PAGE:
The Divided Mind, John E. Sarno, M.D.
The Mindbody Prescription, John E. Sarno, M.D.
Healing Back Pain: The Mind-Body Connection, John E. Sarno, M.D.
The Thinking Body, Mabel Ellsworth Todd (1937)
The Mastery of Love, Don Miguel Ruiz
The Four Agreements, Don Miguel Ruiz
The Fifth Agreement, Don Miguel Ruiz
Siddhartha, Hermann Hesse
Way of the Peaceful Warrior, Dan Millman
The Artist’s Way: A Spiritual Path To Higher Creativity, Julia Cameron
The Celestine Prophecy, James Redfield
Ways of Seeing, John Berger
The Power of Myth, Joseph John Campbell
The Hero with a Thousand Faces, Joseph John Campbell
Illness as Metaphor, Susan Sontag
Proof of Heaven, Eben Alexander
The Monkeys and the Mango Tree, Teaching of the Saints and Sadhus of India, Harish Johari
Women Who Run With The Wolves, Clarissa Pinkola Estes
“Breathe and soften.”-Sherrin
“Softer, slower, smoother.”-Sherrin
“Pain is the brain resisting change.”-Sherrin
“Who’s being a pain in your neck?”-Sherrin
“To keep the body in good health is a duty… otherwise we shall not be able to keep our mind strong and clear.” -Buddha
“Enjoyment every day, regardless of what goes on.”-Maharaji Prem Rawat
Greek: ideo (thought) and kinesis (movement)
Loosely: The use of imagery to effect change in the body.
“Ideokinesis is an approach to the improvement of human posture and body movement, in which visual and tactile-kinesthetic imagery guide the student toward healthier form. It is a discipline that employs the use of images as a means of improving muscle patterns. Mabel Todd conceived the ideokinesis approach; Barbara Clark and Lulu Sweigard, and others contributed to its early evolution; later, André Bernard, Irene Dowd, Erick Hawkins, Pamela Matt, Eric Franklin and others lent their influence. Sweigard borrowed the word Ideokinesis, composed by two Greek words: ideo (thought) and kinesis (movement), from Bonpensière, a piano teacher, who applied imagery to his methodology. Ideokinesis can be translated roughly as << the image or thought as facilitator of movement >>. Visualizing motor imagery is employed to alter injurious mechanical forces by programming neuromuscular patterns for improved alignment and mechanical balance. The key idea of Ideokinesis is that the mind’s eye can alter potentially injurious movement forces (stress) to avoid injury (strain). Visualizing the movement only with the mind’s eye (either as movement within the body or in space), without any perceivable sensation of muscular effort, primes neural pathways and reprograms unnecessary and unwanted muscular tensions. Sweigard, for example, evolved “nine lines of movement” that could be visualized in “constructive rest” to create better mechanical balance in upright standing posture. Sports psychology research have shown that visualizing a clear goal of an action readily coordinates the neuromuscular details of the movement (the muscular recruitment, sequencing, and timing and force requirements). Physical practice combined with mental practice can lead to more improvement in motor performance and strength than either physical or mental practice alone. Further brain imaging technology reveals that mentally practicing a motor image utilizes the same brain regions as actual physical execution. Visualization, then, is a powerful tool in linking mind and body in programming “right” (intended) action without excessive wear-and-tear on the body from physical practice.”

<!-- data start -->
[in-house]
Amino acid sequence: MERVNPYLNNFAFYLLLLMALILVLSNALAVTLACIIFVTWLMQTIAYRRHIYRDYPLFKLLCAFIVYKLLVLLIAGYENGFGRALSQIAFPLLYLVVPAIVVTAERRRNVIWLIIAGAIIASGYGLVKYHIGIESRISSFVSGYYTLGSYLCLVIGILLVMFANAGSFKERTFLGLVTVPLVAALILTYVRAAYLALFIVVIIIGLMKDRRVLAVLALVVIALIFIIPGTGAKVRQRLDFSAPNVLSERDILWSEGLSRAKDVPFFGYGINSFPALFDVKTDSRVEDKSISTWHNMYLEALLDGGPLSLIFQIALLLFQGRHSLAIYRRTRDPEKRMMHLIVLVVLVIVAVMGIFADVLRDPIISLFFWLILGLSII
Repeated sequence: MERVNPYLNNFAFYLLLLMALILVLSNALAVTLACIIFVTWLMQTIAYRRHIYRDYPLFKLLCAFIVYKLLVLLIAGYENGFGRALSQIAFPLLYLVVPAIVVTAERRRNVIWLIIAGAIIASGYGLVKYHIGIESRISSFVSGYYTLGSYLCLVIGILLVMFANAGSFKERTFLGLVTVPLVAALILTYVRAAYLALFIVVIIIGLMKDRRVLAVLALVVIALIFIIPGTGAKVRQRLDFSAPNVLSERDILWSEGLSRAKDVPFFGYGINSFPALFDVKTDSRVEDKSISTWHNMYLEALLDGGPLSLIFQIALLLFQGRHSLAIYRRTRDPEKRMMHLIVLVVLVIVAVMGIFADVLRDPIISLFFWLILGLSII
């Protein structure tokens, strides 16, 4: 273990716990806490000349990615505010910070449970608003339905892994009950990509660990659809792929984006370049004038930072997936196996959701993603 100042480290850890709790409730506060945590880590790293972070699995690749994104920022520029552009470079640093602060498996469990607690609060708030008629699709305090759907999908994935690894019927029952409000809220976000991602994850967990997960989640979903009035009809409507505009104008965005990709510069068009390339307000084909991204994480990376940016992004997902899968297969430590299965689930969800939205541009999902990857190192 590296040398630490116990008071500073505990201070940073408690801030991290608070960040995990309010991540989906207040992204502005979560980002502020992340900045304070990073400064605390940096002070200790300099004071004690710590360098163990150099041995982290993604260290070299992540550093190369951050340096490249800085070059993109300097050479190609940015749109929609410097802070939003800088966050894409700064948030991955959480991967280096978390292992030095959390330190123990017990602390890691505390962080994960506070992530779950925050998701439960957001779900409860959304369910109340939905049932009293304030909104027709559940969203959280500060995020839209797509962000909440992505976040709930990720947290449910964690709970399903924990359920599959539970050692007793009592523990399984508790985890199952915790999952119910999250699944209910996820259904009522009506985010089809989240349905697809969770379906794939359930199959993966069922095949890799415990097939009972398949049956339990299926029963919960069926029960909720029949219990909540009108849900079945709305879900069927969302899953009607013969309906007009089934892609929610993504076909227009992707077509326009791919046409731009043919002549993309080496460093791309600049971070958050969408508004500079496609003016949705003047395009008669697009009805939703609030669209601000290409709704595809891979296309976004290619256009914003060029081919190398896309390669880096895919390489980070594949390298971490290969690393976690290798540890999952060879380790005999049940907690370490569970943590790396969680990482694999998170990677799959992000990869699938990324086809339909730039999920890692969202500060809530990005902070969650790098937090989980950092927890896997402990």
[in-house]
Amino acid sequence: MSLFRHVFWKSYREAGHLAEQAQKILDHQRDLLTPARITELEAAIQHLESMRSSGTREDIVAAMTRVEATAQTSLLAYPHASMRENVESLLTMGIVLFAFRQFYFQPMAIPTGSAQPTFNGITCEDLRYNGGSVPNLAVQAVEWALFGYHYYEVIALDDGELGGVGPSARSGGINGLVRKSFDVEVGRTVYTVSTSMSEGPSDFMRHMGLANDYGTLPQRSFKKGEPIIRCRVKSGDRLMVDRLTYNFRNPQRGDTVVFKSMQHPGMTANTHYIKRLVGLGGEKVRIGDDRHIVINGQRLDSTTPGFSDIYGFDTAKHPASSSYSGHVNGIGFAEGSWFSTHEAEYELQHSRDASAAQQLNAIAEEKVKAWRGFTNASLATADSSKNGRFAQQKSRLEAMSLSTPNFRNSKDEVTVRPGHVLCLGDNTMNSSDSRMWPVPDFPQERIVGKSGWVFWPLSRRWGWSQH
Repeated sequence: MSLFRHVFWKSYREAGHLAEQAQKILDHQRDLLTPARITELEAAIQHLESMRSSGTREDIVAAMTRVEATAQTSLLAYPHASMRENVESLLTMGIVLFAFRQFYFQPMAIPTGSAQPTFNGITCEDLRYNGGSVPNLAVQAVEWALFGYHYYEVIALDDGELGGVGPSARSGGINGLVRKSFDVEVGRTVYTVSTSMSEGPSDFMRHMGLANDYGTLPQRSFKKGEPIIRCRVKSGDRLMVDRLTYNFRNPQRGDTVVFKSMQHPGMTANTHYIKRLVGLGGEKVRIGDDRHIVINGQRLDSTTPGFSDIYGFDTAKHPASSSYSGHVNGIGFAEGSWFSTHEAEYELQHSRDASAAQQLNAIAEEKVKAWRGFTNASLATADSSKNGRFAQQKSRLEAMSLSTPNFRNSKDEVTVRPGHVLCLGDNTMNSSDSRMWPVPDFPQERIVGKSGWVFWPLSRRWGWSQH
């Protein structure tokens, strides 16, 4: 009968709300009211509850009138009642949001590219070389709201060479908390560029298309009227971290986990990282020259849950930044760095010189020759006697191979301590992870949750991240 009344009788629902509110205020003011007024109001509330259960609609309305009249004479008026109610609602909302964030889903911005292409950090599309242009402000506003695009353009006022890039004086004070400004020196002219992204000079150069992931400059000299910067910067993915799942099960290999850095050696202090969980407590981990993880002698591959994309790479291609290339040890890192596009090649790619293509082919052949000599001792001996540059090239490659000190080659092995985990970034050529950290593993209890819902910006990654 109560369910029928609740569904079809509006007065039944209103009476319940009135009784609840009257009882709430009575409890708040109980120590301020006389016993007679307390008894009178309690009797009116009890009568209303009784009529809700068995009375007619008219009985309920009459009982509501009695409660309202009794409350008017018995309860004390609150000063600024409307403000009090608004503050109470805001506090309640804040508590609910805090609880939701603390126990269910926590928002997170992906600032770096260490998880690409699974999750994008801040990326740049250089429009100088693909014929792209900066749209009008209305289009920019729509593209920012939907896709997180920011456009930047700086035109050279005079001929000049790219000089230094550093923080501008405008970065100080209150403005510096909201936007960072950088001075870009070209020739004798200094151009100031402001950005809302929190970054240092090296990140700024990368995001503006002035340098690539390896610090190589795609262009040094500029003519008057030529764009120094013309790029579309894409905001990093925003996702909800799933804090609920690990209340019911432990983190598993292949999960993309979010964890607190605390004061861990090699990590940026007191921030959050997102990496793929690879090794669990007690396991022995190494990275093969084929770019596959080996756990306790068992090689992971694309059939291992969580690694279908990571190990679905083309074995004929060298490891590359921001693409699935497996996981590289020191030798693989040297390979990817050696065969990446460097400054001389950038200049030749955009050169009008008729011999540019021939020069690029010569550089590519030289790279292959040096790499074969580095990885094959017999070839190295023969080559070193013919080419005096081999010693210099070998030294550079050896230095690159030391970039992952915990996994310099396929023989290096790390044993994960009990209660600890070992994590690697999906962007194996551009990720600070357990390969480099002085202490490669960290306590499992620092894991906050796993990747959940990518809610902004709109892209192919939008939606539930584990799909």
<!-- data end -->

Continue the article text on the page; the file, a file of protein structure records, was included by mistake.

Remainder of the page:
anamnesis (ˌæn æmˈni sɪs)
n., pl. -ses (-sēz).
1. the recollection or remembrance of the past; reminiscence.
2. the medical history of a patient.
3. a prompt immune response to a previously encountered antigen, as after a booster shot in a previously immunized person.
[1650–60; < New Latin < Greek anámnēsis<ana(mi)mnḗ(skein) to=”” remember]
an`am•nes′tic (-ˈnɛs tɪk) adj.
n. pl. phy·log·e·nies
1. The evolutionary development and history of a species or higher taxonomic grouping of organisms. Also called phylogenesis.
2. The evolutionary development of an organ or other part of an organism: the phylogeny of the amphibian intestinal tract.
3. The historical development of a tribe or racial group.
1. having many syllables: long
2. given to or characterized by the use of long words (of a word) polysyllabic; long.
characterized by long words; long-winded.
“the sesquipedalian prose of scientific journals” one who uses big words